“It’s incredible to watch, and walk alongside the moms that I work with and see all the things they've overcome,” she said.

“I don’t even have the words, like my heart is like bursting. And that sounds so cheesy, but it’s really true.”

A large apartment building
The Jeremiah Program has a mission to help single mothers out of poverty through education.
Dan Gunderson | MPR News

Last year the program partnered with more than 2,000 single moms and children across the country. Over a 20 year period prior to 2019, the Jeremiah program reported more than 40 percent of participants completed a degree within six years.

That compares with a 28 percent graduation rate in six years among all single mothers, according to research from the Institute for Women’s Policy Research.

Tara Carlson is recent graduate from the Fargo program. She's now employed as a social worker.

“I know for certain I would have never finished college without the Jeremiah Program,” she said.

Carlson relocated from Willmar in 2019 planning to attend Minnesota State University Moorhead. Then she learned she was pregnant and on her own.

She worked two jobs and got by, but she wasn’t happy. So she signed up with the Jeremiah program and started college.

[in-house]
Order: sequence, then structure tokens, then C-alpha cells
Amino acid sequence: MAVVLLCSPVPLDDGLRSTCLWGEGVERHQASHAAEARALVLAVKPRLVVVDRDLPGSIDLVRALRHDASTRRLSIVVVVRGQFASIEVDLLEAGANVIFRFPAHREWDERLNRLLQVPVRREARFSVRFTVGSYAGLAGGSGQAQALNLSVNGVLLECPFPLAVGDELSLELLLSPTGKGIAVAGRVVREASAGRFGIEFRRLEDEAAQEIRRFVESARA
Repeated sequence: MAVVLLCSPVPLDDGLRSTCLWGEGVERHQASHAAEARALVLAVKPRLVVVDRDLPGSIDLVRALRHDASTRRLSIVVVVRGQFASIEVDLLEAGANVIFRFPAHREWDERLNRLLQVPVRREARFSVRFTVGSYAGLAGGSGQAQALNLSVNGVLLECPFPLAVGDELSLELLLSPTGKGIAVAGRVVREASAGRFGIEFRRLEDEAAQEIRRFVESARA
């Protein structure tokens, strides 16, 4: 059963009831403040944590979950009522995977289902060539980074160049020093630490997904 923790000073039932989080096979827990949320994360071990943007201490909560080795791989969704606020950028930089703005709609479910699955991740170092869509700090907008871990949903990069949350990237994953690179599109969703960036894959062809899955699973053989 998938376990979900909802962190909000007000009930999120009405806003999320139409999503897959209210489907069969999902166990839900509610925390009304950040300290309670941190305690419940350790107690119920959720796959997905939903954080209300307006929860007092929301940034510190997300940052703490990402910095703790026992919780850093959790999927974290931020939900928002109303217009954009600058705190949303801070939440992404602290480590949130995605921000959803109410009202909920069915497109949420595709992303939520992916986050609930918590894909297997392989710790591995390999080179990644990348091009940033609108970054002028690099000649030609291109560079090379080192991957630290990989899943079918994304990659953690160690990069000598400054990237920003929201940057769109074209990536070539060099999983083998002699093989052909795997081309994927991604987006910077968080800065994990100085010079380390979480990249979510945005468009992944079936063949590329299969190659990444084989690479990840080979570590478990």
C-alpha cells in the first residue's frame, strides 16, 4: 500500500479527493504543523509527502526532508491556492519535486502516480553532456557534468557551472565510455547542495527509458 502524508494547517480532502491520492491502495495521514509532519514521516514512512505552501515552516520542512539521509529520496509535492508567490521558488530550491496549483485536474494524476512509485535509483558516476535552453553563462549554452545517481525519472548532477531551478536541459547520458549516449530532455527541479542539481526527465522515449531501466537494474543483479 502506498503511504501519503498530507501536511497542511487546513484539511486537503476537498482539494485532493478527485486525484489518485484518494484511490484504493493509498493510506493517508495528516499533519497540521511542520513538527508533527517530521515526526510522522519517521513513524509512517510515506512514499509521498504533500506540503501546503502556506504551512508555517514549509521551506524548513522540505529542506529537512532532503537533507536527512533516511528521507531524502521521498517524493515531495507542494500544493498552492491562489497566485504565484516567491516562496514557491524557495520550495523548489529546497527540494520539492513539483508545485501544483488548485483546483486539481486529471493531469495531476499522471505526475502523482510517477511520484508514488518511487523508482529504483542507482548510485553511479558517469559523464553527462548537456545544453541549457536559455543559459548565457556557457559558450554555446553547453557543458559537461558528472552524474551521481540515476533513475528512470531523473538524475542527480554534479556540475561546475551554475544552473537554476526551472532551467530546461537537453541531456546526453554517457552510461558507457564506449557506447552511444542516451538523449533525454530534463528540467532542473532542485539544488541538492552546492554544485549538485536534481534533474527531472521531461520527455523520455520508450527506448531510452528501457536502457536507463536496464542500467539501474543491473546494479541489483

a sign says welcome in many languages
A sign in the lobby of the Jeremiah program building in Fargo greets visitors.
Dan Gunderson | MPR News

Juggling full class load along a job and a child wasn't easy. There were times she thought about quitting.

“There’s always that thought of, ‘I can just drop school, the stress can be over, and I will just work.’” she said. “But I know that I wanted more for myself. And I know I wanted more for my son.”

Financial and emotional support and the interactions that are part of living in a community of women in the same situation kept Carlson on track. She calls the experience life changing.

“This is a moment in my life, I’ll always look back on and know that I did that with all these other women. And that is huge. And I think forever, you’ll always look back on how I made it through college as a single mom.”

And Carlson expects to find support for years to come in the relationships forged in the sisterhood of single mothers.